Nelson loves the idea of a Spectator-style government: ‘Boris did project this form of Merrie England Conservatism and I like to think he will govern in that way as well. Fundamentally, he’s a liberal in the way that the Spectator is liberal and his values are very similar to the magazine’s values… I think he’s got a real chance to heal the Brexit divide… I’d like to think he’s got an opportunity to define a global-minded Brexit.’
As for Cummings, any Brexiteers secretly hoping he’s as bloody-minded as insiders suggest might want to invest in a copy of David Butterfield’s biography of the magazine, The Spectator: A Historical Sketch (out next spring). If the Spectator can be said to have a radical cause – in the present context – it’s freedom of speech. This, Cummings pressed to its ultimate extent, in 2006, by publishing a Danish cartoon that depicted the prophet Muhammad with a bomb in his turban. Every other publication was alluding to the cartoon, since it was causing widespread protests across the Muslim world. As soon as others at the Spectator noticed, the cartoon was taken down, but it means the Spectator was the only UK publication which, however temporarily, published the kind of image that, a few years later, led to a massacre at Charlie Hebdo.
(Reading Butterfield’s very entertaining work finally made sense of the chatter of the Spectator’s eccentrically be-scarfed, intensely lovable and constantly vaping receptionist, Fiona, who, when I worked there in 2016, used to confide, every so often, that she was preserving the Spectator from terrorists. Like Nelson – and almost everyone else in the building – she is committed.)
For they’re all in the trenches, prepared to go down for the Spectator cause… To mark his 500th issue in charge, Nelson wrote a piece describing himself – and his favourite columnist, Rod Liddle – as the Thelma and Louise of the commentariat, seeming perfectly at peace with the idea that, sooner or later, Rod, ‘being Rod’, would with a flick of his furious-typing, nicotine-stained fingers accelerate them both towards total oblivion. ‘There’s still a reasonable chance that is what happens’, he says. ‘You stand by your writers to the end. That’s what you do. And if Rod has written something in the magazine because I, as an editor, think it’s okay… it’s on me more than it is on him.’ There was a crisis in 2012 when one of Liddle’s columns might have caused the collapse of the Stephen Lawrence trial. ‘From the moment I took this job, I thought for a start it would be relatively short-lived and that sooner or later there would be a screw-up and the editor would take the bullet for it.’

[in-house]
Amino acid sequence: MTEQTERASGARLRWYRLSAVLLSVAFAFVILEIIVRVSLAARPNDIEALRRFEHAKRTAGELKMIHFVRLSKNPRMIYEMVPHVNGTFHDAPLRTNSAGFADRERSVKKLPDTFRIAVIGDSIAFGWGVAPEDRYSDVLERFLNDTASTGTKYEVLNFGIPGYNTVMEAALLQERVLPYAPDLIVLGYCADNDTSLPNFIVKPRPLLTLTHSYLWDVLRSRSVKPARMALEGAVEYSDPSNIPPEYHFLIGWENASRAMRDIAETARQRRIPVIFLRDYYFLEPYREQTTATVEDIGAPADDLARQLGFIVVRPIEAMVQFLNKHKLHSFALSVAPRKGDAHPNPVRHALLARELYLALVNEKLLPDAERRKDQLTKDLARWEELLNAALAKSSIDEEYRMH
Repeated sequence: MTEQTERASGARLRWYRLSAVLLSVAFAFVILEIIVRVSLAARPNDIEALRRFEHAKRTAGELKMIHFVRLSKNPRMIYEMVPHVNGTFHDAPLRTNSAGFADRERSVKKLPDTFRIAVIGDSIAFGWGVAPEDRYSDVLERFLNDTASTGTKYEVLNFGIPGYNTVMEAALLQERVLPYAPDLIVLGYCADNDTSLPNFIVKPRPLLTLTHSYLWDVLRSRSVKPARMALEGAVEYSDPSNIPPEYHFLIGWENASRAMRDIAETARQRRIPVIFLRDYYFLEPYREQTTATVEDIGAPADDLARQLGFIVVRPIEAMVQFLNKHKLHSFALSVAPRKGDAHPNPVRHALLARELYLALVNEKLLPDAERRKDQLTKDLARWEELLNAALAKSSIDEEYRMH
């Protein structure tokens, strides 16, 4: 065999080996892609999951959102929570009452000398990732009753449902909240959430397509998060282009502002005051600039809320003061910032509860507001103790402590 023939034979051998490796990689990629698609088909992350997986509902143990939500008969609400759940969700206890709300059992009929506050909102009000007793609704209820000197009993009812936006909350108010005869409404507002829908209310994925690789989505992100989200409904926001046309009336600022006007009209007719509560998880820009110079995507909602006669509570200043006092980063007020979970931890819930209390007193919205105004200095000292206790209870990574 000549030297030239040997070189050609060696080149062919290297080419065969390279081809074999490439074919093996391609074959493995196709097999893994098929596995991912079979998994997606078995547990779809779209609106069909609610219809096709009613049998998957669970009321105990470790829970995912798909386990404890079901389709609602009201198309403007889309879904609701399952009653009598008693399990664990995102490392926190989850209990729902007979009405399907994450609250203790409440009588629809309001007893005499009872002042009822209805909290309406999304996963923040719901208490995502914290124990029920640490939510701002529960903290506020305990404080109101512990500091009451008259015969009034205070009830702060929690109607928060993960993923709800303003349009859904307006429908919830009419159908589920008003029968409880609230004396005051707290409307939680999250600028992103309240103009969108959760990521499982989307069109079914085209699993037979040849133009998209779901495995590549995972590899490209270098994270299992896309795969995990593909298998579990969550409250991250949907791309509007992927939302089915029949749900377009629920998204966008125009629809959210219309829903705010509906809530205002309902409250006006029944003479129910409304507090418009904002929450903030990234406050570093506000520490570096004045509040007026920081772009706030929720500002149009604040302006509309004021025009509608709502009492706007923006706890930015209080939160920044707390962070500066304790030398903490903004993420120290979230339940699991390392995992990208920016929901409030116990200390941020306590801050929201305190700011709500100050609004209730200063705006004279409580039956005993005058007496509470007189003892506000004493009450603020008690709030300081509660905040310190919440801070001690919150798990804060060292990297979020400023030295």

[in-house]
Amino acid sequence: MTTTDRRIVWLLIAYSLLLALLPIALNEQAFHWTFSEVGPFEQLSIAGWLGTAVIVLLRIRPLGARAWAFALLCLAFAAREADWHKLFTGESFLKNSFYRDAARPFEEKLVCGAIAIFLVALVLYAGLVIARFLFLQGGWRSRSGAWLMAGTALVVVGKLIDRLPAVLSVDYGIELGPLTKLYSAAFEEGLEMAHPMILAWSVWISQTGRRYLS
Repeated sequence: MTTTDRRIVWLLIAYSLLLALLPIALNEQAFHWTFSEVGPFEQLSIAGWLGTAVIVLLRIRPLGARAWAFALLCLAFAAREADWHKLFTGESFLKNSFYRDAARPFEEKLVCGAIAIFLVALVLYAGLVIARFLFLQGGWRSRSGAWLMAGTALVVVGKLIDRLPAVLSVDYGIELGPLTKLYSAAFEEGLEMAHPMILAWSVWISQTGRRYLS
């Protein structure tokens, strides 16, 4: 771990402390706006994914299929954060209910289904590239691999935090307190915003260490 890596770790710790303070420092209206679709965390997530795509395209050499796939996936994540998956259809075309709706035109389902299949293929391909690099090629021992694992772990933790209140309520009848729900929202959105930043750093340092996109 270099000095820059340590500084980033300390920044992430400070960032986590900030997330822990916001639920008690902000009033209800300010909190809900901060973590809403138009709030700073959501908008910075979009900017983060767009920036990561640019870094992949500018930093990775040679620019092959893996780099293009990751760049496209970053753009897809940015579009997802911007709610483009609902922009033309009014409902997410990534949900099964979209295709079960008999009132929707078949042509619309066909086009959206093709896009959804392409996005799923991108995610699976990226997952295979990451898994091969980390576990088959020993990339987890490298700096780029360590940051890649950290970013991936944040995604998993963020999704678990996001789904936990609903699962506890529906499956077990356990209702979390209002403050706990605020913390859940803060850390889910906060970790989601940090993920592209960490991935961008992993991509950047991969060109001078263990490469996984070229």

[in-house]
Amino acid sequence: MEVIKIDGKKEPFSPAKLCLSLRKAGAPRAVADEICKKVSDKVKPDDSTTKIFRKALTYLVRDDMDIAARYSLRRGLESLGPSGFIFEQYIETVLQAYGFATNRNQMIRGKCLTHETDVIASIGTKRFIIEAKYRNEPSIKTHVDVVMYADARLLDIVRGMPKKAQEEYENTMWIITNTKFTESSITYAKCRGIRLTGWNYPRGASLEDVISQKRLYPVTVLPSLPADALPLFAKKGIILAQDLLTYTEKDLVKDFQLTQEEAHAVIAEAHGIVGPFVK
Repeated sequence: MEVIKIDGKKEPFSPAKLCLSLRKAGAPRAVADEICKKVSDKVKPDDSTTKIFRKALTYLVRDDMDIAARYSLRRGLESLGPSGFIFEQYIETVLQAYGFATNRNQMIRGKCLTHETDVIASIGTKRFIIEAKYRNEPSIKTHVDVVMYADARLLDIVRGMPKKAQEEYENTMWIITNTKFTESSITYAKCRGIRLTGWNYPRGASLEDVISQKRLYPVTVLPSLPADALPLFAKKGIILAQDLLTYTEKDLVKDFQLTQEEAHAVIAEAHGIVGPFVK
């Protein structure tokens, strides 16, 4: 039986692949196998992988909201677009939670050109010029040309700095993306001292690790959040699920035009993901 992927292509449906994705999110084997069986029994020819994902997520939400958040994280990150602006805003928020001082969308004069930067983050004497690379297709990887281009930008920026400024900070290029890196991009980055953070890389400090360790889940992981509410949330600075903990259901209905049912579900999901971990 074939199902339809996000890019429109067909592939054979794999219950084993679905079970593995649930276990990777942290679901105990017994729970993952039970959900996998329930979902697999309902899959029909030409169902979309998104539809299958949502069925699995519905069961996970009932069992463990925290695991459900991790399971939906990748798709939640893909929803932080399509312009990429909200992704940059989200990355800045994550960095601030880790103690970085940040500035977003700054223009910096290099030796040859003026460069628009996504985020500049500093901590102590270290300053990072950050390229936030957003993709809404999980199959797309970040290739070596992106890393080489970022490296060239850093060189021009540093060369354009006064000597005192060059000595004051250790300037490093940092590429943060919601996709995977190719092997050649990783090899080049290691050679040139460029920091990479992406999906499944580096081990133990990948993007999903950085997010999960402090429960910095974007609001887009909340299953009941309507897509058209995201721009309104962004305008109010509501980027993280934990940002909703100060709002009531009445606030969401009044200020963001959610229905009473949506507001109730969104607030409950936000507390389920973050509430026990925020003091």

It’s important to stand by basic principles. ‘I take Twitterstorms really seriously and I think not enough editors do’, he says. ‘There’s a temptation to think, oh, it’s Twitter, it’s nonsense. But Twitterstorms felled Kelvin MacKenzie, one of the giants of journalism, and lost Ian Buruma his job. Even David Remnick – one of the most successful editors the New Yorker has ever had – was forced into a retreat because he wanted to interview Steve Bannon. A Twitterstorm told him he shouldn’t and he had to cave. That was really quite remarkable.’
As a measure of how the Spectator informs the new government’s policy, one only has to look at the case of Sir Roger Scruton. He was sacked in April by the May government following comments he made in a New Statesman interview, and reinstated as one of Boris’s first acts. All thanks to the Spectator, which went to war with the New Statesman after its then deputy, George Eaton, was less than complete in his reporting of what Scruton said to him and who uploaded a picture of himself swigging champagne when Scruton was felled. The Spectator’s Douglas Murray wasn’t standing for it – he unearthed a recording of the interview which showed that Scruton’s remarks had been taken out of context.
As a hack myself I struggle to understand how Murray got hold of the tape – unless Eaton is too grand to type up his own transcripts or there was hacking involved. But Nelson’s not confessing how Murray managed it. ‘Ha ha, no. It will forever remain a secret… I was on holiday in Italy at the time actually when it came through and that was… it was just huge. My main concern, actually, was that it wouldn’t hold. That someone else would get it.’
He’s proud of all his readers, from the PM up. On one of the Spectator’s walls, there’s a photograph that shows a copy of the magazine in Her Maj’s helicopter door. Not far from it is a framed letter to the magazine signed by Marx and Engels. ‘We’re the magazine for the queen and the scaffolder’, Nelson declares. ‘I’ve got in my wallet this letter from a scaffolder who reads us. He wrote this really nice letter saying he got to the podcast and then he bought a magazine and he loves it, though he’d never admit to his friends [that] he does something as posh as reading the Spectator… To be honest, that means more to me than any number of celebrity endorsements because that’s who we are.’